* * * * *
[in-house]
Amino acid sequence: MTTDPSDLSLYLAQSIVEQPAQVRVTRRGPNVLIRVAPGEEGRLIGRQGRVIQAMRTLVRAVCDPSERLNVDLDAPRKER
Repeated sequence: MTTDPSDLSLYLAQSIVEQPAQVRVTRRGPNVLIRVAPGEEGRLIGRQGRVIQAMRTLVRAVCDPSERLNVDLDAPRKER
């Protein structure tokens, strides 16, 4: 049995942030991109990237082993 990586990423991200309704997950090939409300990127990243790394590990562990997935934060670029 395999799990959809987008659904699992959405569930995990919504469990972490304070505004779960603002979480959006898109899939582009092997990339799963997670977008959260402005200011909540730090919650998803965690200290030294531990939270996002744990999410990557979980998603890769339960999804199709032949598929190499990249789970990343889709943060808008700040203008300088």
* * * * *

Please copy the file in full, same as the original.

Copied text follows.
[in-house]
Amino acid sequence: MTTDPSDLSLYLAQSIVEQPAQVRVTRRGPNVLIRVAPGEEGRLIGRQGRVIQAMRTLVRAVCDPSERLNVDLDAPRKER
Repeated sequence: MTTDPSDLSLYLAQSIVEQPAQVRVTRRGPNVLIRVAPGEEGRLIGRQGRVIQAMRTLVRAVCDPSERLNVDLDAPRKER
């Protein structure tokens, strides 16, 4: 049995942030991109990237082993 990586990423991200309704997950090939409300990127990243790394590990562990997935934060670029 395999799990959809987008659904699992959405569930995990919504469990972490304070505004779960603002979480959006898109899939582009092997990339799963997670977008959260402005200011909540730090919650998803965690200290030294531990939270996002744990999410990557979980998603890769339960999804199709032949598929190499990249789970990343889709943060808008700040203008300088």